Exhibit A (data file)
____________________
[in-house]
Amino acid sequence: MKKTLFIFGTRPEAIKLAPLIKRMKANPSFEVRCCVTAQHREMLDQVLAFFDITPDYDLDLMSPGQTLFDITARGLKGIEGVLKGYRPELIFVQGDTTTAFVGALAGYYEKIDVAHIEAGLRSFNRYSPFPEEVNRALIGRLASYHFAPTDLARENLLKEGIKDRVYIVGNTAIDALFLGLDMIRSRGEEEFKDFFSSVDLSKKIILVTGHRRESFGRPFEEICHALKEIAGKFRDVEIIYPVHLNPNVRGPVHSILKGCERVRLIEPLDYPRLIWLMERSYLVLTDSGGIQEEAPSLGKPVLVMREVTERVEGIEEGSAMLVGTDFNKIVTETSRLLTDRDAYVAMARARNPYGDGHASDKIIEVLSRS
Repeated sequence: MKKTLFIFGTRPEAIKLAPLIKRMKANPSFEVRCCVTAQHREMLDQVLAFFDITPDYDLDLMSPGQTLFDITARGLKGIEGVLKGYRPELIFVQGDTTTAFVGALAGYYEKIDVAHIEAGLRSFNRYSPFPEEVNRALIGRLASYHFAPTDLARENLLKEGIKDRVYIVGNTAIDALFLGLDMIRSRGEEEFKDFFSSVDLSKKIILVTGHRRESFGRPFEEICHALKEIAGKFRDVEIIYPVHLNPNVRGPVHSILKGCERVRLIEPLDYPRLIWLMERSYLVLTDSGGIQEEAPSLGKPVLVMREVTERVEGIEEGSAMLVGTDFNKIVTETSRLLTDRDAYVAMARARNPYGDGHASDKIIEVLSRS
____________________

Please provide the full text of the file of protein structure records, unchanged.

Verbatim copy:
[in-house]
Amino acid sequence: MKKTLFIFGTRPEAIKLAPLIKRMKANPSFEVRCCVTAQHREMLDQVLAFFDITPDYDLDLMSPGQTLFDITARGLKGIEGVLKGYRPELIFVQGDTTTAFVGALAGYYEKIDVAHIEAGLRSFNRYSPFPEEVNRALIGRLASYHFAPTDLARENLLKEGIKDRVYIVGNTAIDALFLGLDMIRSRGEEEFKDFFSSVDLSKKIILVTGHRRESFGRPFEEICHALKEIAGKFRDVEIIYPVHLNPNVRGPVHSILKGCERVRLIEPLDYPRLIWLMERSYLVLTDSGGIQEEAPSLGKPVLVMREVTERVEGIEEGSAMLVGTDFNKIVTETSRLLTDRDAYVAMARARNPYGDGHASDKIIEVLSRS
Repeated sequence: MKKTLFIFGTRPEAIKLAPLIKRMKANPSFEVRCCVTAQHREMLDQVLAFFDITPDYDLDLMSPGQTLFDITARGLKGIEGVLKGYRPELIFVQGDTTTAFVGALAGYYEKIDVAHIEAGLRSFNRYSPFPEEVNRALIGRLASYHFAPTDLARENLLKEGIKDRVYIVGNTAIDALFLGLDMIRSRGEEEFKDFFSSVDLSKKIILVTGHRRESFGRPFEEICHALKEIAGKFRDVEIIYPVHLNPNVRGPVHSILKGCERVRLIEPLDYPRLIWLMERSYLVLTDSGGIQEEAPSLGKPVLVMREVTERVEGIEEGSAMLVGTDFNKIVTETSRLLTDRDAYVAMARARNPYGDGHASDKIIEVLSRS